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At The Meritocracy’s Vatican

Outside First Church Cambridge (Photo By Rod Dreher)

Tonight at dinner I received a text from a friend, asking if I was okay. He hadn’t seen much blogging from me. It’s nice to be missed! I am in Cambridge, Mass., this week, at a program on Harvard’s campus. I don’t know that I have permission to blog about it, so I won’t get into detail here. It’s perfectly ordinary, but you never know. It’s been really good, and I’ve been spending time with a wonderful, diverse group of people. But I misjudged how much free time I would have during the day. I haven’t been able to blog as usual. Sorry about that. I’ll be home soon.

I have only been to Harvard once before this, on a tour of colleges with my high school class of junior, in the Spring of 1984. I remembered exactly nothing of it, except eating ice cream at a Früsen Gladjé (‘memba them?) shop near Harvard Square. Such is the mind of a 17-year-old who had his heart set on Georgetown and its School of Foreign Service. Harvard looms so large in our national consciousness, at least among a certain class of people, for whom it is the ultimate gateway to the heights of the American meritocracy. I don’t know what I expected, but it wasn’t this lovely, modest red-brick campus. When I think of academic grandeur, I think Oxbridge, but really, that’s all about the architecture. Harvard’s endowment — $36 billion — is by far the largest in the world. For what that’s worth.

The architecture and the overall feel of this place is deceptive. This does not look like the Vatican of the Meritocracy, but I suppose you would expect that in New England.

I can’t get a read on this place. I haven’t been here long enough, and won’t be here long enough, even to start. I invite you readers who live in Cambridge, or the Boston area, or who graduated from Harvard, to help me out on this point.

One thing that struck me walking around was passing a couple of old-line Protestant churches — I mean, really old-line, like, from the 17th century — and seeing what they’re passionate about, according to the banners and flags they display: gay rights and Black Lives Matter. Above, a scene outside a UCC Church (founded 1633). The photos are of victims who died in the Pulse nightclub shooting. Nothing wrong with memorializing them, but it’s telling that this is what the church wears on its sleeve, so to speak. It’s where this parish’s heart is. Around the corner is the Unitarian Universalist church, which claims the same roots as the UCC parish; they separated in the 19th century, with that parish becoming Unitarian, and the separated brethren (the conservatives!) becoming the parish that is now affiliated with the UCC.

No idea how many people go to those churches. Yesterday, somebody tweeted to me a link to Matthew Rose’s paywalled new piece in First Things, an excerpt of which you can read here. It’s about the 50th anniversary of the infamous “God Is Dead” Time magazine cover story. Excerpt of the excerpt:

Elson and his editors at Time, however, were prophetic in giving Death of God theology such attention. The United States today looks a lot like the society van Buren, Altizer, and Hamilton wished to midwife. Their ideas about the relationship between Christianity and secularization express, in exaggerated form to be sure, some of the most deeply felt religious intuitions of our culture. They also anticipated a crucial but under-examined phenomenon of our time: the institutional defeat and cultural victory of liberal Protestantism.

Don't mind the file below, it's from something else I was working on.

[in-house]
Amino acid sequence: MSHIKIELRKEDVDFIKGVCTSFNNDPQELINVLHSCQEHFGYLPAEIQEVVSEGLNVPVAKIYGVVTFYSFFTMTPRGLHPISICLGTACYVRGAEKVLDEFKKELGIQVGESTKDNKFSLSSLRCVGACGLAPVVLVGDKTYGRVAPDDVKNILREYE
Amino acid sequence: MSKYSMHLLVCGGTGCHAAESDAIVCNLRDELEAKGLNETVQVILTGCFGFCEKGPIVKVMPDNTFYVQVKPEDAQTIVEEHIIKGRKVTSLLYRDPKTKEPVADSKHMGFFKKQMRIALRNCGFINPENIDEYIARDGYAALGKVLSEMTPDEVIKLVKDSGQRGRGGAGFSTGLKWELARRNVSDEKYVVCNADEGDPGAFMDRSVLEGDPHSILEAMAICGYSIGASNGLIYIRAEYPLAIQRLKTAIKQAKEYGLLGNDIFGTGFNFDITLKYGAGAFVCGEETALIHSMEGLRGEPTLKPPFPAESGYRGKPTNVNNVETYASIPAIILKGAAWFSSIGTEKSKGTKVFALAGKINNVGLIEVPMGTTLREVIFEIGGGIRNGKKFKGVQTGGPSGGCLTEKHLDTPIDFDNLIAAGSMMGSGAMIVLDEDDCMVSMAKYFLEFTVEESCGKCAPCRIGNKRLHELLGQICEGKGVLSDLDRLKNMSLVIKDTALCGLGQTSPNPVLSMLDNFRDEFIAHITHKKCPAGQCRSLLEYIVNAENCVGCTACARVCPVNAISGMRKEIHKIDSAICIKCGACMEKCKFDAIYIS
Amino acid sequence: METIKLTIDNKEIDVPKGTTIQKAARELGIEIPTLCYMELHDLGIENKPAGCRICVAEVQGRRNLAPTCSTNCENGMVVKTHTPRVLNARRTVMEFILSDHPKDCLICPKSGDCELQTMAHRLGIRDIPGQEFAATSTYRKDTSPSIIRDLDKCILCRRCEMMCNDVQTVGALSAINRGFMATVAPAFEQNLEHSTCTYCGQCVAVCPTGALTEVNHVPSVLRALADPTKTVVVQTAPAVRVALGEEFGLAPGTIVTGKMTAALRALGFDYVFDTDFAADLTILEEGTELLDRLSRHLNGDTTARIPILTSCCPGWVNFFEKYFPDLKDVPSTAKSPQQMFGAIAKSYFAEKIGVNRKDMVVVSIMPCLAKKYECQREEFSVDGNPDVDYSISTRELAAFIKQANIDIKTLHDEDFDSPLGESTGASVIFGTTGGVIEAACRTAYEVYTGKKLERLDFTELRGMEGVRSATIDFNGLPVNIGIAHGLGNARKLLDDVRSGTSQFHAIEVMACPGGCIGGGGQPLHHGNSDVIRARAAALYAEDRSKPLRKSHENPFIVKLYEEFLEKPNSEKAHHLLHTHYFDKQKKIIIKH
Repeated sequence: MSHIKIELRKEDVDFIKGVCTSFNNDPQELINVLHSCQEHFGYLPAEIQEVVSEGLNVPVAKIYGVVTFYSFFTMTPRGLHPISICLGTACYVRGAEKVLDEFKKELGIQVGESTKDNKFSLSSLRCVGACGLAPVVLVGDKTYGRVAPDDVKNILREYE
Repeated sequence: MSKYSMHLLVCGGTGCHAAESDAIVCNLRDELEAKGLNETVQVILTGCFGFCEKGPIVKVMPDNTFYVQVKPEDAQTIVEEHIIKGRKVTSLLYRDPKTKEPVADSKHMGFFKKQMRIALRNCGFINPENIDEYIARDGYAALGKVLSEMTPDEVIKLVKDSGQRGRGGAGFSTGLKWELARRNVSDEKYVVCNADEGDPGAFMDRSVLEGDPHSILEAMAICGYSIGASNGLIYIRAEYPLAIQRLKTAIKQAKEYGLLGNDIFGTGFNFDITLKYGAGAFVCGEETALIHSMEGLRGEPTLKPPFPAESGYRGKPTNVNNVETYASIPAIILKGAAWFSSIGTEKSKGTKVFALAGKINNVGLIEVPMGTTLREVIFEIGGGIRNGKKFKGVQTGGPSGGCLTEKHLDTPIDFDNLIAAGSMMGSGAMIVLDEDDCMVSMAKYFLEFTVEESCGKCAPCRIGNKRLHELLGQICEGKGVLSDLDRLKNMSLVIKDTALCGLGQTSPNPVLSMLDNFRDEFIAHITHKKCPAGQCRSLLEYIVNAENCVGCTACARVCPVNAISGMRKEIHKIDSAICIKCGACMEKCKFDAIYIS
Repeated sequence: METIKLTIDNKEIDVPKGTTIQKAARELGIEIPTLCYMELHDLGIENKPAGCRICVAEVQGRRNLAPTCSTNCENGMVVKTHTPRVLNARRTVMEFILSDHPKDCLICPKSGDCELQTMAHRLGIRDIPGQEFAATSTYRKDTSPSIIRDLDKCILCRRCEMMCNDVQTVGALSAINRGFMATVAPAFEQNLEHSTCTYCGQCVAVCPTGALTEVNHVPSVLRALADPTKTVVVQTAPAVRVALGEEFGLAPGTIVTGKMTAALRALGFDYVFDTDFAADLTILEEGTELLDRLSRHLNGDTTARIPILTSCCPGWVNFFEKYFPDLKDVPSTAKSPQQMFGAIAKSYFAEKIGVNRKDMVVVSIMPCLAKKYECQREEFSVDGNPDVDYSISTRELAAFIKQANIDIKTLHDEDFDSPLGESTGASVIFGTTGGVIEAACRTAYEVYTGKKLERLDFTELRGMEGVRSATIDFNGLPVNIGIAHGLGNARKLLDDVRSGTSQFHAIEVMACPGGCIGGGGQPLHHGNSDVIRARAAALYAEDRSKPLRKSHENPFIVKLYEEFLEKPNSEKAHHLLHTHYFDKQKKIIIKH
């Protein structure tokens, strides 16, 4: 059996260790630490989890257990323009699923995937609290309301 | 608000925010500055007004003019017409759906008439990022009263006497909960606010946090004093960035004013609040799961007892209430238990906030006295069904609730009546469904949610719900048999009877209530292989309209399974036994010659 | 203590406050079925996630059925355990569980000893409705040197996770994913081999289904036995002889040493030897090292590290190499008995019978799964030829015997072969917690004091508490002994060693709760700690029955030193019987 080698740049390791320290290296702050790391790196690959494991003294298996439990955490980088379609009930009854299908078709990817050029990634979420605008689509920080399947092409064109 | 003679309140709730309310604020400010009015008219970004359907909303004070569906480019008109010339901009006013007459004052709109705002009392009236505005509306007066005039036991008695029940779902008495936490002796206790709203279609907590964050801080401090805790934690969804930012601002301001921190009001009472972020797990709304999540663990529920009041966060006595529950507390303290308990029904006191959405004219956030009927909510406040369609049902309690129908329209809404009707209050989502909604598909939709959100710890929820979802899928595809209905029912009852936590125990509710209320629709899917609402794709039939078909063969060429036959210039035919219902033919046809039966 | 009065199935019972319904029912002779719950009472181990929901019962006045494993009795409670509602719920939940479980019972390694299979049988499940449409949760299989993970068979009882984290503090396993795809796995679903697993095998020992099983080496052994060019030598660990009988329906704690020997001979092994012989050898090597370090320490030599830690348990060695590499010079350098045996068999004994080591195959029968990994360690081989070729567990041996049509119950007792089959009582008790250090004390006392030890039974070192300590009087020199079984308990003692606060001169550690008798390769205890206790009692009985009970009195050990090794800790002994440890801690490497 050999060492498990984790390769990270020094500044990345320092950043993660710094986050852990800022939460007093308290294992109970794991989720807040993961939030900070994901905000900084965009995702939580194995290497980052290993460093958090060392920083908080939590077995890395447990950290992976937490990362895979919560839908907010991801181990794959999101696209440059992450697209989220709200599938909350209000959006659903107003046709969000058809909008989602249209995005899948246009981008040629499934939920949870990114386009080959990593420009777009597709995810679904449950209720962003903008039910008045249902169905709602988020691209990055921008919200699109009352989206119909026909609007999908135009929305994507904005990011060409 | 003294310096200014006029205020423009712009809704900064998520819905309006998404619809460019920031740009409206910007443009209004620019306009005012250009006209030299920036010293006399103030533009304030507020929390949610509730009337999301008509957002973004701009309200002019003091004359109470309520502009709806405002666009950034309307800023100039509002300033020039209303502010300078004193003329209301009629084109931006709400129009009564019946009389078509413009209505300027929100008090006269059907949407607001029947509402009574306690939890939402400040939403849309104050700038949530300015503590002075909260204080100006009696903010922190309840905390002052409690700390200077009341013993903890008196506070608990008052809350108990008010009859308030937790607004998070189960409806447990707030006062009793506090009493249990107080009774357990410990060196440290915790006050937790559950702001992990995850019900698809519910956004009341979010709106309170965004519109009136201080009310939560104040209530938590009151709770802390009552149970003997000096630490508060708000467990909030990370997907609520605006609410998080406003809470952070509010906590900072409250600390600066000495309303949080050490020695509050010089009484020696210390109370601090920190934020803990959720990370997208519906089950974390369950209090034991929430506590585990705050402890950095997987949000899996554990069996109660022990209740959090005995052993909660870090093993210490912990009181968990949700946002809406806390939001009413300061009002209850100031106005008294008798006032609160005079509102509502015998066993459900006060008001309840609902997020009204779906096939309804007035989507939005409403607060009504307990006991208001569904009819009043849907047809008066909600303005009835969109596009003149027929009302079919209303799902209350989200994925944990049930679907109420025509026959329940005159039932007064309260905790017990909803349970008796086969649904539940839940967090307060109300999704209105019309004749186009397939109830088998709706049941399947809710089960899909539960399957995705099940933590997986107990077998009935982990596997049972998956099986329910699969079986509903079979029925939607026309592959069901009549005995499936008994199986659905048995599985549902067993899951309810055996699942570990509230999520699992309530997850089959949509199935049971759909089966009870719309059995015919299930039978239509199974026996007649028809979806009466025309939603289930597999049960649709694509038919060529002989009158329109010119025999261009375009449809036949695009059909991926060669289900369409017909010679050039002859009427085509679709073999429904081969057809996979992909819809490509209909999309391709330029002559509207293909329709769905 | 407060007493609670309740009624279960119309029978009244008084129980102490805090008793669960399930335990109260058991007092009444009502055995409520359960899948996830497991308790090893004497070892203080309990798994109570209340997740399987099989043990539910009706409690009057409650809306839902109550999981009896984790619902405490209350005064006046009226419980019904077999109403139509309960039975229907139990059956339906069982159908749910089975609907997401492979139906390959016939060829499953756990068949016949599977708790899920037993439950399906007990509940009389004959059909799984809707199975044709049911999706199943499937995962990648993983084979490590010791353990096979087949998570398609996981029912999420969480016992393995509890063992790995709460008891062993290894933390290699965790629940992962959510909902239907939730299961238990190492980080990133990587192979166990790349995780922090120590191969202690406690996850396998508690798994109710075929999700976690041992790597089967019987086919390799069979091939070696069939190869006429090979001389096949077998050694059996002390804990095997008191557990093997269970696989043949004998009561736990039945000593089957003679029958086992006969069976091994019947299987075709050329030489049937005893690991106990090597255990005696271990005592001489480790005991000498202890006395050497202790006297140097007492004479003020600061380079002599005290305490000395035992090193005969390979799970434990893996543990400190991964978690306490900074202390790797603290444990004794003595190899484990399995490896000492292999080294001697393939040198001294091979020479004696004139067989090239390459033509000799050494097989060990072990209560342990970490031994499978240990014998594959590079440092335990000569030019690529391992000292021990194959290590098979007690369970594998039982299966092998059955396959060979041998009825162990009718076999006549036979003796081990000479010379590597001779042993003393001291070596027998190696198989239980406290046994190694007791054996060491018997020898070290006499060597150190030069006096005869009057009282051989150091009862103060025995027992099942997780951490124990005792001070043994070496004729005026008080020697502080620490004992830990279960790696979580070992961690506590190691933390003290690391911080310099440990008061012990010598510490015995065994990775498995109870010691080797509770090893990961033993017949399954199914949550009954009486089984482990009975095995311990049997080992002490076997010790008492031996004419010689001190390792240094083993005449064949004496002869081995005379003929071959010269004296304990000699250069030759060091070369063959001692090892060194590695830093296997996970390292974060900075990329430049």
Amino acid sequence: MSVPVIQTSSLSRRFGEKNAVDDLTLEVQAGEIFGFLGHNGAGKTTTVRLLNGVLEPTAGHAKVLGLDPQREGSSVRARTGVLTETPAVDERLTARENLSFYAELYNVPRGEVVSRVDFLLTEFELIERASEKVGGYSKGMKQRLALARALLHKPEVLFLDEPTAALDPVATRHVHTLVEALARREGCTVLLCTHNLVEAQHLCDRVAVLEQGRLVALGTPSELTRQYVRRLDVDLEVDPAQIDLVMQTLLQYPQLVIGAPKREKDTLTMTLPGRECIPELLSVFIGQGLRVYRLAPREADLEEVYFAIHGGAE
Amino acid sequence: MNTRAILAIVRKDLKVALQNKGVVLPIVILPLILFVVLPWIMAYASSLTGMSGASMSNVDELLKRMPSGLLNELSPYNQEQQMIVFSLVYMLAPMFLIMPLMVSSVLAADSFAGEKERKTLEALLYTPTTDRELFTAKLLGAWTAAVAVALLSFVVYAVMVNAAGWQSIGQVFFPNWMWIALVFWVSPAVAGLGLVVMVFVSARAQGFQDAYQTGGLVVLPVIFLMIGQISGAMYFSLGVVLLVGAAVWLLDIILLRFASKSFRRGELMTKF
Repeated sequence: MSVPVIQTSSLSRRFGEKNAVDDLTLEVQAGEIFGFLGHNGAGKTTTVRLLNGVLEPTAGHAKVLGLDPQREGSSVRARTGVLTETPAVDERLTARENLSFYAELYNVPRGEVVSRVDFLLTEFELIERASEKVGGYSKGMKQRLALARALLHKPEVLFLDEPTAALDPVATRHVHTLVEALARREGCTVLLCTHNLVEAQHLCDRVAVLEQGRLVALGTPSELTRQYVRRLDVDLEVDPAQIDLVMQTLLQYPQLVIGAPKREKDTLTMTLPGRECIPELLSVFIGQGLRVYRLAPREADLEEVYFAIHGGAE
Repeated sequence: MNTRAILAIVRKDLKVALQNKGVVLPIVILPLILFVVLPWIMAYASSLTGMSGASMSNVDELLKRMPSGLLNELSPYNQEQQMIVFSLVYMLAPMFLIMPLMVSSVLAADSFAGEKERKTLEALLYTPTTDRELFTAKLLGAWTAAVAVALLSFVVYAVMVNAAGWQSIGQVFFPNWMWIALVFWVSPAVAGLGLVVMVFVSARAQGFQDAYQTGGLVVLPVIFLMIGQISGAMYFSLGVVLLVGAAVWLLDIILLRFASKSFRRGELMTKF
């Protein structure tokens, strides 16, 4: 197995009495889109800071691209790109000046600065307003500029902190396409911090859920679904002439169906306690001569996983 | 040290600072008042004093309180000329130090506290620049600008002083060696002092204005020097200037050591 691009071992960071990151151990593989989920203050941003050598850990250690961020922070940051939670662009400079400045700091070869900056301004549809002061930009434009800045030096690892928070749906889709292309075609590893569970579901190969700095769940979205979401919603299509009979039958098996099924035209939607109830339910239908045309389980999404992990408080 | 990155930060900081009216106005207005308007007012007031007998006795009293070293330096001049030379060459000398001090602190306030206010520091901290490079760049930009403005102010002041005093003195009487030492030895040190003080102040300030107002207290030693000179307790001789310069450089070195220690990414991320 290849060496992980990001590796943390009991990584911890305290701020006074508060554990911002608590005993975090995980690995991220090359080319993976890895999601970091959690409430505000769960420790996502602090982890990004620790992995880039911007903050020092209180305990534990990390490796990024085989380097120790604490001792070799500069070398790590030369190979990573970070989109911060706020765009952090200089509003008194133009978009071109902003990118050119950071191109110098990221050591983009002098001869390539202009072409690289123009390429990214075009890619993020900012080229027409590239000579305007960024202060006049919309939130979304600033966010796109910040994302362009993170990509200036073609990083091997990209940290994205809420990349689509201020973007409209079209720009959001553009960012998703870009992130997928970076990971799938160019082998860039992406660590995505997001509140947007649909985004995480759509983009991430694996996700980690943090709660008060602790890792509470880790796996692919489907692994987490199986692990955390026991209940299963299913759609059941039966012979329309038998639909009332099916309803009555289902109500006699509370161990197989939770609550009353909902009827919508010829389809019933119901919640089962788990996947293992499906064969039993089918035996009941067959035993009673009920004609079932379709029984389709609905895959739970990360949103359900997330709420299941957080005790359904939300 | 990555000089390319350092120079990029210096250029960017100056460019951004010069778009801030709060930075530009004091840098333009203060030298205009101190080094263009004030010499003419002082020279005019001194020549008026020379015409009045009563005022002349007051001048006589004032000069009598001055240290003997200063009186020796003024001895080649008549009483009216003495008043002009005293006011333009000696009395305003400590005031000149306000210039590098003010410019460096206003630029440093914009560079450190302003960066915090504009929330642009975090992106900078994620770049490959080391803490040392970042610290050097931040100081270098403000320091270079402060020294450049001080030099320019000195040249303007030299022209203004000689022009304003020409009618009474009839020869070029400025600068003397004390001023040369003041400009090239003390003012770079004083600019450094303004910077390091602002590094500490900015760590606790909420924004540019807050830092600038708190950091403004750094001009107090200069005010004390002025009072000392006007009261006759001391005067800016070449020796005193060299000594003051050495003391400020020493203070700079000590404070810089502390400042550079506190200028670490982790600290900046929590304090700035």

And so, fifty years on, to revisit the Death of God movement is not to witness the absurd apotheosis of sixties-era religion. It is to encounter a moment, at once traditional and radical, when liberal Protestantism sought a new dispensation to justify the moral supremacy over American life that it continues to enjoy to this day.

I feel that I walked through Rose’s point today. The religious traditions epitomized in these two historic churches at the very gates of Harvard are dead, dead, dead in American religious life. But culturally, they have won. Go inside the Vatican of the Meritocracy, and you will find far more people who believe in the values espoused by these churches that few people attend than you will find people who believe in the tenets espoused by the 15-million strong Southern Baptist Convention.

Anyway, what matters to me is that I ate two dozen Island Creeks on the half-shell last night at Russell House Tavern, after 11, when they were only a dollar. Best thing about Boston? Their glorious oysters.

Cambridge, Massachusetts
Cambridge, Massachusetts

about the author

Rod Dreher is a senior editor at The American Conservative. He has written and edited for the New York Post, The Dallas Morning News, National Review, the South Florida Sun-Sentinel, the Washington Times, and the Baton Rouge Advocate. Rod’s commentary has been published in The Wall Street Journal, Commentary, the Weekly Standard, Beliefnet, and Real Simple, among other publications, and he has appeared on NPR, ABC News, CNN, Fox News, MSNBC, and the BBC. He lives in Baton Rouge, Louisiana, with his wife Julie and their three children. He has also written four books, The Little Way of Ruthie Leming, Crunchy Cons, How Dante Can Save Your Life, and The Benedict Option.

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